A green roof will only significantly cool if the plants are evapotranspiring at reasonably high rates. It is the process of evaporation that aids heat transfer and subsequent loss. Hence, you cannot expect a bone-dry roof in the summer months to perform this functionality at the desirable rate. Even if an extensive sedum roof survives the summer with no irrigation, if you want the roof to actively cool your building, you might have to investigate drip irrigation during the hottest months in summer.
Perhaps, you can connect this roof with the water collected on another type of roof at another level? With some knowledge and creativity, it is possible to turn these situations into fantastic sustainable projects where different roofs can perform various tasks to create a water-resilient and well-functioning system. For this, we need product diversity, research, and market knowledge.
Urban heat island (UHI) effects and biodiversity
It should also be noted that though green roofs can cool buildings, I find it even more remarkable how they can reduce urban heat island effects (UHIs) and cool our cities. To put this in perspective: UHIs are estimated to have contributed to 2-3% of gross global warming. They also exacerbate air pollution and lead to heat-related deaths. The greening of our cities is not some “nice little project”; if I may speak frankly, it is the difference between a decent- and a troublesome future urban existence.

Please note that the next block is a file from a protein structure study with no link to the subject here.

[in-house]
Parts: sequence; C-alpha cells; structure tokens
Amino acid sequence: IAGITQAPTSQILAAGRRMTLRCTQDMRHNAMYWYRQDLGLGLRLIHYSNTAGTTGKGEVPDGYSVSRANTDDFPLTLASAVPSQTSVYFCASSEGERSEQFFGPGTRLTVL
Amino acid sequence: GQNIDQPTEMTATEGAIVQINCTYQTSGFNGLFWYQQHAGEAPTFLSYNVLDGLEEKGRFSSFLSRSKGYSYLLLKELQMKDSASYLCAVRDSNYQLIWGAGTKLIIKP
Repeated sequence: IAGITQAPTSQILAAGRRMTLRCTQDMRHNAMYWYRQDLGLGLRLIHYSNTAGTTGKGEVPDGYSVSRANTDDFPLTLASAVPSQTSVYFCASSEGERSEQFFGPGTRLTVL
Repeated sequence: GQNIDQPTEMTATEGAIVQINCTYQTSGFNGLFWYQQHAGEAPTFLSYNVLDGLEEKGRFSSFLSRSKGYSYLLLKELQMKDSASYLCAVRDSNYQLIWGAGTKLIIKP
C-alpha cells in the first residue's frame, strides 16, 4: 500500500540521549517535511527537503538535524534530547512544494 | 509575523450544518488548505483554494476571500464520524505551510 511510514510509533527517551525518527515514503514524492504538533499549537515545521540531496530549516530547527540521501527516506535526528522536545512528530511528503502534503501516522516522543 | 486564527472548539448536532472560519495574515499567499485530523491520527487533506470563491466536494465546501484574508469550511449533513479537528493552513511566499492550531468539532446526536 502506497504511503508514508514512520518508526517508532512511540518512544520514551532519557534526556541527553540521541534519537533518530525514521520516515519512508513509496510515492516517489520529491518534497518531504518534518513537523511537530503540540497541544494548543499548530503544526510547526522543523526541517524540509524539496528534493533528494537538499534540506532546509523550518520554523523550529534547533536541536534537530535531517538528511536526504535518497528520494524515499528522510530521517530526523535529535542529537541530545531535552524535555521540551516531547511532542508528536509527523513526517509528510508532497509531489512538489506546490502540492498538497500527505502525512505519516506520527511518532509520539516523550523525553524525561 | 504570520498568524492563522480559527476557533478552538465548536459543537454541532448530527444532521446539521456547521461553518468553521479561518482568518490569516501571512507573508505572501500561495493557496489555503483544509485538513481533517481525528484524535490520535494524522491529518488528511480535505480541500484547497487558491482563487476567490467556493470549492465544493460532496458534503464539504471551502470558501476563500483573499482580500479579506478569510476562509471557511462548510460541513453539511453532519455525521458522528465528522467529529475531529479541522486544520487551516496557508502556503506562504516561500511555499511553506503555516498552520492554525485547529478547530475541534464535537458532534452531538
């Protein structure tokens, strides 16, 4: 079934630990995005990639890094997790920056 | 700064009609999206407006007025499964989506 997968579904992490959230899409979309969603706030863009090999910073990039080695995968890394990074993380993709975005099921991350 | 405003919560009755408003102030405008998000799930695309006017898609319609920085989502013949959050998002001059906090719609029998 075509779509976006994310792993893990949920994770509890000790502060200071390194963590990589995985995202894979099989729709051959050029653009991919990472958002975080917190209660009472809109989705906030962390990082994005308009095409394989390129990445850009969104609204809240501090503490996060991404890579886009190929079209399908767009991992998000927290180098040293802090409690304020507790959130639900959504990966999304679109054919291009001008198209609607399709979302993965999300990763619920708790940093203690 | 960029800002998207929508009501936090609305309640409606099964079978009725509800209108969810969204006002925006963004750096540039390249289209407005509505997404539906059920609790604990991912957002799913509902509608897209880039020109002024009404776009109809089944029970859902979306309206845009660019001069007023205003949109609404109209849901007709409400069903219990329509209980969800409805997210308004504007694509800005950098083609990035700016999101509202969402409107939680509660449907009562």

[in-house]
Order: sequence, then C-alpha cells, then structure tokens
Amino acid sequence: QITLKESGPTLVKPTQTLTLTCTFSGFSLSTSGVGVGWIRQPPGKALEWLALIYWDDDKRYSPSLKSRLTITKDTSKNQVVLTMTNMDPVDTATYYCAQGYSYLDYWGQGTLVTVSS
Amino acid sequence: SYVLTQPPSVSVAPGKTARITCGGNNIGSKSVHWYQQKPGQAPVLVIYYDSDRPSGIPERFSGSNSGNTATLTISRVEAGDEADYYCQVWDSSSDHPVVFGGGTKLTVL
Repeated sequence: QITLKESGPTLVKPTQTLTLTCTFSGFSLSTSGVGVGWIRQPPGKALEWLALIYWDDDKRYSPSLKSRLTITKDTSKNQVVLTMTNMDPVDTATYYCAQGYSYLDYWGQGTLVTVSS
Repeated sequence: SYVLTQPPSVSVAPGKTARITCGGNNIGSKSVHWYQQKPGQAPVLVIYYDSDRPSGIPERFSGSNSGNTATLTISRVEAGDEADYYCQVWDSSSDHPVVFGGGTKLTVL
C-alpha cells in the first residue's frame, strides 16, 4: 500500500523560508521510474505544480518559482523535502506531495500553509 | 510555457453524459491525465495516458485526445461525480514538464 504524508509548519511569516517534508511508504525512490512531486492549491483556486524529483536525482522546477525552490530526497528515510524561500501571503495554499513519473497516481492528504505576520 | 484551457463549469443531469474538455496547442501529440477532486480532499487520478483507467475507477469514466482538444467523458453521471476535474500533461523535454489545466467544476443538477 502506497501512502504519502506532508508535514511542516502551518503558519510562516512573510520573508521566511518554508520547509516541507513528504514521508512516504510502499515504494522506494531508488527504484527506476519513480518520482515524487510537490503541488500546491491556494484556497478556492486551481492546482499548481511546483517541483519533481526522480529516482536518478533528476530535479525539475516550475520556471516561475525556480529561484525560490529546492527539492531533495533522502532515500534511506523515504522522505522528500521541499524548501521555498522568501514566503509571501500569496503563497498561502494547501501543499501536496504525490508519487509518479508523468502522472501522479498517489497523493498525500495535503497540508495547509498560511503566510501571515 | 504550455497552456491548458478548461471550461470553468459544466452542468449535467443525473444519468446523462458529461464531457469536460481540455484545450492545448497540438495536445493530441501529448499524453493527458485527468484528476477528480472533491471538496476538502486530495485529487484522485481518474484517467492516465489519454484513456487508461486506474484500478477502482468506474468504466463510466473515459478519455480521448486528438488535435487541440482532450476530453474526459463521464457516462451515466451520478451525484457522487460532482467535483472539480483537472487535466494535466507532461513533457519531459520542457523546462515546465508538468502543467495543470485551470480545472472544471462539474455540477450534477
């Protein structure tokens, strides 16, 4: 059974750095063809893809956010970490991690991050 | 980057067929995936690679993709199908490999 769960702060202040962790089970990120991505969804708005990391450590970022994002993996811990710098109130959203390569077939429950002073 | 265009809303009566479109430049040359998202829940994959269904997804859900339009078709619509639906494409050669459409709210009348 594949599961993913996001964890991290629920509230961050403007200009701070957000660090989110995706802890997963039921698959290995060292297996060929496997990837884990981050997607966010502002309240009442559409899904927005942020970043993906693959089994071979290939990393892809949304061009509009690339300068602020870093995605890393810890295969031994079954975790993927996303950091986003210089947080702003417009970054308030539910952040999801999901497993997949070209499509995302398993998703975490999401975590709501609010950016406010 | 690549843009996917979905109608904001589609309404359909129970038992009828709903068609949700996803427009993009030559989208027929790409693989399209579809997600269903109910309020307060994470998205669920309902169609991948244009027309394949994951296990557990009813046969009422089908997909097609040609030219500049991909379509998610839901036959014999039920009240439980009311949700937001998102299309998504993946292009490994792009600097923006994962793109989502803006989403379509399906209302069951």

Finally, we should not forget the important aspect of biodiversity. The little space it was given in this article is by no means a reflection of its importance. Rather, it deserves its own article, but let me leave this with you: according to a recent UN report, 1,000,000 species are currently under threat of extinction, urban areas have more than doubled since the beginning of the 1990ies, land-based habitats have decreased by more than 20% since the 1900s. The WWF report published in 2014 reports that 52% of the world's biodiversity is gone compared with 40 years ago. This is extremely concerning not only from a moral standpoint, but also because we humans are depending on this biodiversity for ecosystem stability, food production, medicines, and frankly survival. But, let me address these matters in a different article and end this negative paragraph with a positive statement: green infrastructure has the opportunity to turn 'sterile' urban land into biodiversity oases. It is not too late.
Being aware of green roof functionalities can help you find the best fit for your project; budget, climate, local regulations, and project-specific stormwater requirements... Sometimes, the best solution for a project can be a combination of several different roof types. The market is diverse, and that is a very good thing. Let's go from gray-to-green!
We are here to help if you have any questions.
If this is a topic that interests you, I would like to suggest to take a look at our educational video series on green roof retention and detention: